Traffic is growing at the U.S.-Mexico border following the easing of COVID-19 pandemic restrictions. With this, law enforcement officers have found increasing amounts of illegal drugs.
Michael Salvatti, who is the assistant director of the country’s passenger operations at Texas’ El Paso Ysleta Border Port of Entry, said that he has seen thousands of people go through this place every day.
“Things are easing back up now, thanks to the easing of travel restrictions,” he told Fox News.
Salvatti added that the traffic surge was, in general, good for the country’s economy. However, there is always a drawback.
“Our seizure rates continue to climb,” Salvatti stated. “Especially when it comes to fentanyl, methamphetamine … we saw drastic increases in that.”
Back in 2021, the El Paso Sector of the CBP alone ended up seizing over four times the amount of meth and six times more fentanyl compared to 2018. If these dangerous drugs make it past the border, they swiftly move across the country. \
“These narcotics are not destined for El Paso. They’re destined for larger metropolitan areas in the United States. They go to where the demand is the highest,” he went on to say.
One place where these narcotics usually end up is in the town of Orange in Southeast Texas, which is around 900 miles away from the border. According to the district attorney of the area, John Kimbrough, it was becoming “overrun with meth.”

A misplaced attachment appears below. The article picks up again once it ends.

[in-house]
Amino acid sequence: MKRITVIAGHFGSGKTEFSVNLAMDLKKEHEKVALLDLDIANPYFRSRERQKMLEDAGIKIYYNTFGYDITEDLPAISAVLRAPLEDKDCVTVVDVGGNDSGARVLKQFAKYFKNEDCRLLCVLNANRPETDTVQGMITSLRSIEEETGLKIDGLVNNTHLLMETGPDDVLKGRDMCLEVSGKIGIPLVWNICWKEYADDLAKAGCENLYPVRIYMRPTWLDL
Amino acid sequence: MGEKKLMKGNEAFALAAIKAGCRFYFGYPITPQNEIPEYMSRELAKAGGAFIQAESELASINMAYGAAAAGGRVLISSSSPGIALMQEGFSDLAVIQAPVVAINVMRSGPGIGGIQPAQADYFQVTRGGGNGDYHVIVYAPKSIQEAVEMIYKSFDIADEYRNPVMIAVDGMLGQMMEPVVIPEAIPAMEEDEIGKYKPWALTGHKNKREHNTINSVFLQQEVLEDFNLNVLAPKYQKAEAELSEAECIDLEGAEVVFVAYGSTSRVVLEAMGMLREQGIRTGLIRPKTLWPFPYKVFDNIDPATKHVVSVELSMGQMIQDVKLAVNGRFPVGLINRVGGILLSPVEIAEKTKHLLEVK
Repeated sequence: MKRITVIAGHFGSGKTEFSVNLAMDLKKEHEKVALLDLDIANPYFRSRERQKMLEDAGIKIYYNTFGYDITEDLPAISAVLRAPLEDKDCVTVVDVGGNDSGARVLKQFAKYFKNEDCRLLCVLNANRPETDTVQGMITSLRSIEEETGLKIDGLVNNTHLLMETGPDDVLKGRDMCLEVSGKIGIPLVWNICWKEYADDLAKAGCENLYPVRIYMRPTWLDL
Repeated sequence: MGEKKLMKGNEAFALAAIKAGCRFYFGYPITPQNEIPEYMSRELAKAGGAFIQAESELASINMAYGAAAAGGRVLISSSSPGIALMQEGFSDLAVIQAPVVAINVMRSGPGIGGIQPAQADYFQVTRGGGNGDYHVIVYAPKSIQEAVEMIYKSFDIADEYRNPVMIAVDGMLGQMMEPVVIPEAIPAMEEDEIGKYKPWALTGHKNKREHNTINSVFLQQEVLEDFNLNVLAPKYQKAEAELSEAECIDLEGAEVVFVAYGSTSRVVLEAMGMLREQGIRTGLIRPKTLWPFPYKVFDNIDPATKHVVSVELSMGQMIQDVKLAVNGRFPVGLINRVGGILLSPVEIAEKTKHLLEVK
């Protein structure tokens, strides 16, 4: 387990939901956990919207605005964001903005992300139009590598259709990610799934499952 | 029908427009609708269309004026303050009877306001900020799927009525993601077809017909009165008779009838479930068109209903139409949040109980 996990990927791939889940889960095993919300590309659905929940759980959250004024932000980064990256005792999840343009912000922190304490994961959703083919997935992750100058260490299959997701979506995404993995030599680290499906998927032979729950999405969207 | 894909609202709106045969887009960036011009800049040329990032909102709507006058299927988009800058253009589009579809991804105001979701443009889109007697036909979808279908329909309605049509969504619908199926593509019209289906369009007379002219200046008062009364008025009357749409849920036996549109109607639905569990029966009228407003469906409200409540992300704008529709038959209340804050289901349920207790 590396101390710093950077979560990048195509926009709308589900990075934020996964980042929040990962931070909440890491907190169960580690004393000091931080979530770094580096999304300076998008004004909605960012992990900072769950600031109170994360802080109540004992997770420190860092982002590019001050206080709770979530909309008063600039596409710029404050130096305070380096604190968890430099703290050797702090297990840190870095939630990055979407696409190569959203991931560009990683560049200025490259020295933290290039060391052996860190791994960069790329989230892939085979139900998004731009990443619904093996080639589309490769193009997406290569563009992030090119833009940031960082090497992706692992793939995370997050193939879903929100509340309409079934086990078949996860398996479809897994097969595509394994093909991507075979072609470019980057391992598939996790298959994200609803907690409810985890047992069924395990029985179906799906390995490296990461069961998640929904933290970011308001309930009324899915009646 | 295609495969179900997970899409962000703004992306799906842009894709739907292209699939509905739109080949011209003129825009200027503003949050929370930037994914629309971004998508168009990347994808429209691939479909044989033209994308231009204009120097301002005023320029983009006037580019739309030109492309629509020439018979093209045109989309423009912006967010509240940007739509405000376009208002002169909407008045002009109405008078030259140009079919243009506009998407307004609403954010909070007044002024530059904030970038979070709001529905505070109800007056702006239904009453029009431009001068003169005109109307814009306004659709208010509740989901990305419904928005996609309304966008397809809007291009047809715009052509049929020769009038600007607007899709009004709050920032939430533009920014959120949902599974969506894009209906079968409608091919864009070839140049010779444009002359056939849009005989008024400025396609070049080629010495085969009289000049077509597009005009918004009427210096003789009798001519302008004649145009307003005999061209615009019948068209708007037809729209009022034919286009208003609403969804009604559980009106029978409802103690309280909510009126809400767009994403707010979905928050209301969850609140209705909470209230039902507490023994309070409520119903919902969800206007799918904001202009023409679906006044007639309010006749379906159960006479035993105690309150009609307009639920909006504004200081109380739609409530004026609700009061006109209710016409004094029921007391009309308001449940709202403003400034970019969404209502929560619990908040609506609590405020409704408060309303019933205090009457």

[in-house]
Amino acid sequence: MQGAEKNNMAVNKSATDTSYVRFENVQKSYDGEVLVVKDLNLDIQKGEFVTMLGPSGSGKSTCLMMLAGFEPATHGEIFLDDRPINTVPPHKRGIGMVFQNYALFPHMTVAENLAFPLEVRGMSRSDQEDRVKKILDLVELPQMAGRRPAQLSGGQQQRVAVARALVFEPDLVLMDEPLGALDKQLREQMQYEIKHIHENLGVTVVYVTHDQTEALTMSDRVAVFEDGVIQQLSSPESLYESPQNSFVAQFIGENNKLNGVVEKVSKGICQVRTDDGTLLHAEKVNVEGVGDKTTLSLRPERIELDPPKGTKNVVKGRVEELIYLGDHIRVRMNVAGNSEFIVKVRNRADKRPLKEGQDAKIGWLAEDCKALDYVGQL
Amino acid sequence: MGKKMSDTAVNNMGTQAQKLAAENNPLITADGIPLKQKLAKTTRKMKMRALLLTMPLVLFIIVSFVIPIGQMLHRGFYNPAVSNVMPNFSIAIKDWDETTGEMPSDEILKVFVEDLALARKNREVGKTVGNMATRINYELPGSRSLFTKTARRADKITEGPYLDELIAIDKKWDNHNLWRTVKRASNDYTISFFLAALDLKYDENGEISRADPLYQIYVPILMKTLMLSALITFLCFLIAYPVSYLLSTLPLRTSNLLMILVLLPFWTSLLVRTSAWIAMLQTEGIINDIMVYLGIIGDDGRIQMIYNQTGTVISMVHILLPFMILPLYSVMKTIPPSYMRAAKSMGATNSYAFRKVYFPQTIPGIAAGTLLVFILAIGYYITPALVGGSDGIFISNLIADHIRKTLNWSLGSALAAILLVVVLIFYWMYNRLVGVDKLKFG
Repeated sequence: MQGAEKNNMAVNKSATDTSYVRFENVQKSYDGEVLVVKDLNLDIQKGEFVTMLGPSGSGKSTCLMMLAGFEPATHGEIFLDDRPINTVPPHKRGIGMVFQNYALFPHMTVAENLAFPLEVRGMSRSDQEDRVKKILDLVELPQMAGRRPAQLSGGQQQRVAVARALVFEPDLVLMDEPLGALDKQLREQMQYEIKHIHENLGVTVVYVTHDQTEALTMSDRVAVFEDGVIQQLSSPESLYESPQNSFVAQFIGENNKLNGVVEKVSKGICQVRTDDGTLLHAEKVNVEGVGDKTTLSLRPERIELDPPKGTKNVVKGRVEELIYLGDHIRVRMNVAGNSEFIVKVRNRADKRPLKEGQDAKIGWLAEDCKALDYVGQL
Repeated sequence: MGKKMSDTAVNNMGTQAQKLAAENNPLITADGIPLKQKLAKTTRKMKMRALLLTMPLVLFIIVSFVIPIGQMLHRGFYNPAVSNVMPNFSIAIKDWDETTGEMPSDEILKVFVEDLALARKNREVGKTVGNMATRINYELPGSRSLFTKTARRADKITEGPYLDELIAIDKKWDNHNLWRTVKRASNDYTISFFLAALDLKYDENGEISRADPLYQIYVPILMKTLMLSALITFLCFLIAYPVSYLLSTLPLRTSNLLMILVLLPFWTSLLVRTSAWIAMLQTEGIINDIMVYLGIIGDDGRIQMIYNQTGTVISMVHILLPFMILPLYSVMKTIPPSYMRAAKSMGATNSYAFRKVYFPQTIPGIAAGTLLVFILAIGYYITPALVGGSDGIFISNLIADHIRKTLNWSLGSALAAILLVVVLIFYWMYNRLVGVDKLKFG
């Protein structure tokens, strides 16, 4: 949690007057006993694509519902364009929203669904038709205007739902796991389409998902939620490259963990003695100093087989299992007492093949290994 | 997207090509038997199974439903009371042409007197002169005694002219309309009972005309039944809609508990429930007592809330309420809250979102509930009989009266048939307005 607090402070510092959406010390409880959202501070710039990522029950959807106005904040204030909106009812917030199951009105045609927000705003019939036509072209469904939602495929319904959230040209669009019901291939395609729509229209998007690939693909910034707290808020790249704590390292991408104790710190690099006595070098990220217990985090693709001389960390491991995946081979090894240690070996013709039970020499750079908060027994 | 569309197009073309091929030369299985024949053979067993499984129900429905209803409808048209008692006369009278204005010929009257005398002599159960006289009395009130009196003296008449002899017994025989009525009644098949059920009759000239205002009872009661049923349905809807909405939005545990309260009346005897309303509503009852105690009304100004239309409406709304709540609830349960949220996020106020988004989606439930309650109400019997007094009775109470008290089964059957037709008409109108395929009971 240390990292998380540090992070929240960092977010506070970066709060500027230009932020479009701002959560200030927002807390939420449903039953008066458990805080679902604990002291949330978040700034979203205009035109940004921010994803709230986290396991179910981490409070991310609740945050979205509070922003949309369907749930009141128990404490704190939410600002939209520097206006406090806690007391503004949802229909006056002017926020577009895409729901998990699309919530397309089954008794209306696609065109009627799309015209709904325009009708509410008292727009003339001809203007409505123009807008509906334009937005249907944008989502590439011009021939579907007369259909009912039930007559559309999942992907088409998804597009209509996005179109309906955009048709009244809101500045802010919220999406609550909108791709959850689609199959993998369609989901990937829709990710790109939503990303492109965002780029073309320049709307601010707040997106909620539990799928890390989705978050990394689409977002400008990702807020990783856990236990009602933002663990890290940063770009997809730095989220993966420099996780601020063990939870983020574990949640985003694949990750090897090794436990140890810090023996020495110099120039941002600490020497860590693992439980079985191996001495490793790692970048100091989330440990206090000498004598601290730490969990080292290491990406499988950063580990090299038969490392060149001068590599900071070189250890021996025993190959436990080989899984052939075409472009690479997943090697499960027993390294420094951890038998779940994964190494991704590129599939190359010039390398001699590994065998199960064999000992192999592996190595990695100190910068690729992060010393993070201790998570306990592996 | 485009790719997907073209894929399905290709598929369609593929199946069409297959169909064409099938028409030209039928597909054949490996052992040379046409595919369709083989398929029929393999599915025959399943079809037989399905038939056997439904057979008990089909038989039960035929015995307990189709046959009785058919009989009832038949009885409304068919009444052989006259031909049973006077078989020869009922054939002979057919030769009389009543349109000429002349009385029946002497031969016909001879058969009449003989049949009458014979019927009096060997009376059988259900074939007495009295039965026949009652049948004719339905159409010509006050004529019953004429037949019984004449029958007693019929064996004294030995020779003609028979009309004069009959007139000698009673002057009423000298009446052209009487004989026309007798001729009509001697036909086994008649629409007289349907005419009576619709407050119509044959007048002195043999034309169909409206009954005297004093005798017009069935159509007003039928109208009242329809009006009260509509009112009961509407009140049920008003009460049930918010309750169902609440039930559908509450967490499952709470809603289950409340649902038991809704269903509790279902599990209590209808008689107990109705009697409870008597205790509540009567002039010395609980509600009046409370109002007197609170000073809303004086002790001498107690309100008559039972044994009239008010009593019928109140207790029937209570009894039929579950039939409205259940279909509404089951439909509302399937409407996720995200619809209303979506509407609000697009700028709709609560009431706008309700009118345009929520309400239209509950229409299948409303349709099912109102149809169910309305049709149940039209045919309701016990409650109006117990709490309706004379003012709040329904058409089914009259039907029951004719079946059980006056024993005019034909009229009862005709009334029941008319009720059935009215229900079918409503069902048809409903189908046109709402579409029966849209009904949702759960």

“I don’t think there’s a family around that doesn’t have somebody that’s impacted by this terrible drug use,” Kimbrough continued.
Additionally, he said that the use of these drugs is connected to an uptick in crime.
“I think last year we indicted about 650 felony cases and probably, I would say probably 500 of those were either meth cases, drug cases, or they were the copper thefts, forgeries, burglaries, things like that. But, we know in looking at it that the person is an addict,” Kimbrough noted.
Similar to a lot of DAs that deal with similar problems, Kimbrough turned his focus to drug court and rehab. However, he mentioned this isn’t a solution that would work for everyone.
“The big question that you eventually get to when you talk about this is ‘What do we do about it?’” he asked.
This query is usually directed back to border officials like Salvatti.
“It’s a personal issue to me. Every day, I come to work, I come to work with the intention to do everything in my power to encourage my folks and help them to stop as much of this as possible from coming across. It’s a daunting task,” Salvatti stated.
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